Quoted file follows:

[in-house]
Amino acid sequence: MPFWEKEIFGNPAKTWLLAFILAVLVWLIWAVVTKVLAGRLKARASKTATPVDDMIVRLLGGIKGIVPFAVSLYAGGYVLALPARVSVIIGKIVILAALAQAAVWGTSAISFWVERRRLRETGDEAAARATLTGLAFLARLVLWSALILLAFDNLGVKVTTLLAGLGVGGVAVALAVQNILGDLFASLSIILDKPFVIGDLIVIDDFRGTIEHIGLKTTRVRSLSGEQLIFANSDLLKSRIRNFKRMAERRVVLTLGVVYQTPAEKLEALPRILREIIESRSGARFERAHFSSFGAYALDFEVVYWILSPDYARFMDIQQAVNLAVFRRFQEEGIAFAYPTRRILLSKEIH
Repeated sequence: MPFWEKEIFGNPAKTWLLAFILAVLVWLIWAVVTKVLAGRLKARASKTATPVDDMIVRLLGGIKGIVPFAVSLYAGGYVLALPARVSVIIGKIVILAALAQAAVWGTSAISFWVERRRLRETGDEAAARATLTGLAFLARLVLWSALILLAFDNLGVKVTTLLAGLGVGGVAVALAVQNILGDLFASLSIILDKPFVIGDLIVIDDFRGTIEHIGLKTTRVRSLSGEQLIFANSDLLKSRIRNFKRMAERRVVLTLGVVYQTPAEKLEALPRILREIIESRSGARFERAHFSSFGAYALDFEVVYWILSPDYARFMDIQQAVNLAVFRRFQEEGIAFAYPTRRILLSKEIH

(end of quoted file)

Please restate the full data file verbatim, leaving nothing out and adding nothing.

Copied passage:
[in-house]
Amino acid sequence: MPFWEKEIFGNPAKTWLLAFILAVLVWLIWAVVTKVLAGRLKARASKTATPVDDMIVRLLGGIKGIVPFAVSLYAGGYVLALPARVSVIIGKIVILAALAQAAVWGTSAISFWVERRRLRETGDEAAARATLTGLAFLARLVLWSALILLAFDNLGVKVTTLLAGLGVGGVAVALAVQNILGDLFASLSIILDKPFVIGDLIVIDDFRGTIEHIGLKTTRVRSLSGEQLIFANSDLLKSRIRNFKRMAERRVVLTLGVVYQTPAEKLEALPRILREIIESRSGARFERAHFSSFGAYALDFEVVYWILSPDYARFMDIQQAVNLAVFRRFQEEGIAFAYPTRRILLSKEIH
Repeated sequence: MPFWEKEIFGNPAKTWLLAFILAVLVWLIWAVVTKVLAGRLKARASKTATPVDDMIVRLLGGIKGIVPFAVSLYAGGYVLALPARVSVIIGKIVILAALAQAAVWGTSAISFWVERRRLRETGDEAAARATLTGLAFLARLVLWSALILLAFDNLGVKVTTLLAGLGVGGVAVALAVQNILGDLFASLSIILDKPFVIGDLIVIDDFRGTIEHIGLKTTRVRSLSGEQLIFANSDLLKSRIRNFKRMAERRVVLTLGVVYQTPAEKLEALPRILREIIESRSGARFERAHFSSFGAYALDFEVVYWILSPDYARFMDIQQAVNLAVFRRFQEEGIAFAYPTRRILLSKEIH